Sleep. We all need it, and most of us don’t get enough of it. And even if we get the average recommended amount (the good old 8-hour dosage), that takes up about a third of our lives overall. But why do we sleep, from an evolutionary standpoint? The fact that it’s so widespread in the […]
Philip Donkersley, Lancaster University How important are bees and what will happen when they go extinct? Is there research into what is killing them? I’ve been told it’s weed killers… – Tink, aged 18, Cornwall, UK. Bees – including honey bees, bumblebees, and solitary bees – are very important because they pollinate food crops. Pollination […]
Thomas Moynihan, University of Oxford It is 1950 and a group of scientists are walking to lunch against the majestic backdrop of the Rocky Mountains. They are about to have a conversation that will become a scientific legend. The scientists are at the Los Alamos Ranch School, the site for the Manhattan Project, where each […]
Today, August 12, is World Elephant Day. Even though these largest existing land animals are loved, revered and respected by people and cultures around the world, they are actually close to the edge of extinction. The escalation of poaching, habitat loss, human-elephant conflict and mistreatment in captivity are just some of the threats to both […]
Matt Hayward, University of Newcastle and Joseph K. Bump, University of Minnesota Indian tiger numbers are up, according to one of the most detailed wildlife surveys ever conducted. Tiger populations have risen by 6%, to roughly 3,000 animals.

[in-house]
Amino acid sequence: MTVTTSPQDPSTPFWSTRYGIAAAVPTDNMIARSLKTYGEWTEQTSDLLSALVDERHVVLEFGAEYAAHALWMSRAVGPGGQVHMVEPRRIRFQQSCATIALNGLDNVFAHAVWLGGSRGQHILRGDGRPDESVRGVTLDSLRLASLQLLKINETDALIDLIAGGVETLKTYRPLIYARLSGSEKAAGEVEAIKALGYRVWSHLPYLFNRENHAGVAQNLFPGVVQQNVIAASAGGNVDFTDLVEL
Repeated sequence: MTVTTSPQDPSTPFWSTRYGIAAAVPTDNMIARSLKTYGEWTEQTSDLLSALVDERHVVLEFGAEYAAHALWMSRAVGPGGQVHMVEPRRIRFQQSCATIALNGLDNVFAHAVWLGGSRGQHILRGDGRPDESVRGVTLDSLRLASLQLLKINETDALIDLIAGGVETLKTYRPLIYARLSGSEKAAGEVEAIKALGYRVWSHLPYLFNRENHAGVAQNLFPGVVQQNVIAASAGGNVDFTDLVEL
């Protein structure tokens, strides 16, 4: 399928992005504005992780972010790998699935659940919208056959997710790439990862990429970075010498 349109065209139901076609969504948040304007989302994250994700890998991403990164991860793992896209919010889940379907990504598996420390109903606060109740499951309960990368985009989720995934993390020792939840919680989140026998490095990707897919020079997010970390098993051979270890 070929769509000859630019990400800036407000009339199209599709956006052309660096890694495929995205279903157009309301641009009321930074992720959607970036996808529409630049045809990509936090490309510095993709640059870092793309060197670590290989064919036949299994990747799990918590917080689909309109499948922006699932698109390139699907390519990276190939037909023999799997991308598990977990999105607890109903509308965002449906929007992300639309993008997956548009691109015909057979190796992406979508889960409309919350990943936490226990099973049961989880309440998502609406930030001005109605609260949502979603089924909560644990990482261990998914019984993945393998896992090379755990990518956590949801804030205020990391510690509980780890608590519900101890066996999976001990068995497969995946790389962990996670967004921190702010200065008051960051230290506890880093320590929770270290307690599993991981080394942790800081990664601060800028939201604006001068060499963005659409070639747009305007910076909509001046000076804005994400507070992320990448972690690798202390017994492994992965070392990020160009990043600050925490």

Hydroelectric dams act as obstacles for wildlife, especially migrating salmon. The Whooshh Fish Transport System, also known as the “salmon cannon,” gives fish a much-needed boost over dams so they can swim upstream to spawn.
Now we’re living on a warm, hospitable planet. As Carl Sagan has said “That’s home. That’s us. On it everyone you love, everyone you know, everyone you ever heard of, every human being who ever was, lived out their lives.” We, humans, are the unquestionable rulers of our little oasis in a hostile universe. But […]
Wildlife crossings over (and under) the highways could make animals (both wild and domesticated) and people safer. Our expanding network of roads are interrupting and fragmenting the territories of wild (and also domesticated) animals who need to cross our roads in search of food, water, mates, and shelter. Many are routinely struck and killed by […]
Heidi Pearson, University of Alaska Southeast As the prospect of catastrophic effects from climate change becomes increasingly likely, a search is on for innovative ways to reduce the risks. One potentially powerful and low-cost strategy is to recognize and protect natural carbon sinks – places and processes that store carbon, keeping it out of Earth’s […]
Almost every human condition can be linked back to your genes. The list of genetic conditions is lengthy. Diseases like muscular dystrophy, Crohn’s disease, birth defects like spina bifida, and some cancers just barely scrape the long list of ailments that can be passed from one generation to the next. And, it seems that many […]